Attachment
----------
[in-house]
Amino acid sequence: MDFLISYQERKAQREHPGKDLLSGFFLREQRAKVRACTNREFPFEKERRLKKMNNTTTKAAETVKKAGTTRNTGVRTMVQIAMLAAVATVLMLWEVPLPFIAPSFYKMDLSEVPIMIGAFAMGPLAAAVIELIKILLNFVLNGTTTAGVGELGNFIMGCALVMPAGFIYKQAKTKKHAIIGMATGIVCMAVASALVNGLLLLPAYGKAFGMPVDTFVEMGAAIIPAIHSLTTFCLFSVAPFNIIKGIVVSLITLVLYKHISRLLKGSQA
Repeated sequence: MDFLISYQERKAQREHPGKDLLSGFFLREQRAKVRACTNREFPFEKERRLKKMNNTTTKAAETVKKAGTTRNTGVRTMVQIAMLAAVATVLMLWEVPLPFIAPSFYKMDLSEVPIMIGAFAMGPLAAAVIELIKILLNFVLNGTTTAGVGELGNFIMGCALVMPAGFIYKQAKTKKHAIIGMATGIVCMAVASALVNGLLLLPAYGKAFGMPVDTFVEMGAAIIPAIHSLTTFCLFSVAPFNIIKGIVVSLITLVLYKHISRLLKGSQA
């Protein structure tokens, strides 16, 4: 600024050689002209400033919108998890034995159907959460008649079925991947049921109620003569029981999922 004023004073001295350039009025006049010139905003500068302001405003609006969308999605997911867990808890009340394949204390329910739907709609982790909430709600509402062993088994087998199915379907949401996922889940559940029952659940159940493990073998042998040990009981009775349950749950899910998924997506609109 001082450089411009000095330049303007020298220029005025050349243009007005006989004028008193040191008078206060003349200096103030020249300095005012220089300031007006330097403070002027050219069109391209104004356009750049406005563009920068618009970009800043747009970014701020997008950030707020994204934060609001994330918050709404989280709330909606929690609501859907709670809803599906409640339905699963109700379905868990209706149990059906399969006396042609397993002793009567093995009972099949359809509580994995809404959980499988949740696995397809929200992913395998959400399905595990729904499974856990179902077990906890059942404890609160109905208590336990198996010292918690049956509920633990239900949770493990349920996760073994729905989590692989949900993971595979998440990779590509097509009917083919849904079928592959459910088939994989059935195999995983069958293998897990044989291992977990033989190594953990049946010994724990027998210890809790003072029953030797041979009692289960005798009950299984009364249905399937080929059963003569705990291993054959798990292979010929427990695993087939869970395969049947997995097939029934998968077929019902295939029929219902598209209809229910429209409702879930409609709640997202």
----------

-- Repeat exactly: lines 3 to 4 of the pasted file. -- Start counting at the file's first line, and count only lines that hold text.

Repeated sequence: MDFLISYQERKAQREHPGKDLLSGFFLREQRAKVRACTNREFPFEKERRLKKMNNTTTKAAETVKKAGTTRNTGVRTMVQIAMLAAVATVLMLWEVPLPFIAPSFYKMDLSEVPIMIGAFAMGPLAAAVIELIKILLNFVLNGTTTAGVGELGNFIMGCALVMPAGFIYKQAKTKKHAIIGMATGIVCMAVASALVNGLLLLPAYGKAFGMPVDTFVEMGAAIIPAIHSLTTFCLFSVAPFNIIKGIVVSLITLVLYKHISRLLKGSQA
């Protein structure tokens, strides 16, 4: 600024050689002209400033919108998890034995159907959460008649079925991947049921109620003569029981999922 004023004073001295350039009025006049010139905003500068302001405003609006969308999605997911867990808890009340394949204390329910739907709609982790909430709600509402062993088994087998199915379907949401996922889940559940029952659940159940493990073998042998040990009981009775349950749950899910998924997506609109 001082450089411009000095330049303007020298220029005025050349243009007005006989004028008193040191008078206060003349200096103030020249300095005012220089300031007006330097403070002027050219069109391209104004356009750049406005563009920068618009970009800043747009970014701020997008950030707020994204934060609001994330918050709404989280709330909606929690609501859907709670809803599906409640339905699963109700379905868990209706149990059906399969006396042609397993002793009567093995009972099949359809509580994995809404959980499988949740696995397809929200992913395998959400399905595990729904499974856990179902077990906890059942404890609160109905208590336990198996010292918690049956509920633990239900949770493990349920996760073994729905989590692989949900993971595979998440990779590509097509009917083919849904079928592959459910088939994989059935195999995983069958293998897990044989291992977990033989190594953990049946010994724990027998210890809790003072029953030797041979009692289960005798009950299984009364249905399937080929059963003569705990291993054959798990292979010929427990695993087939869970395969049947997995097939029934998968077929019902295939029929219902598209209809229910429209409702879930409609709640997202």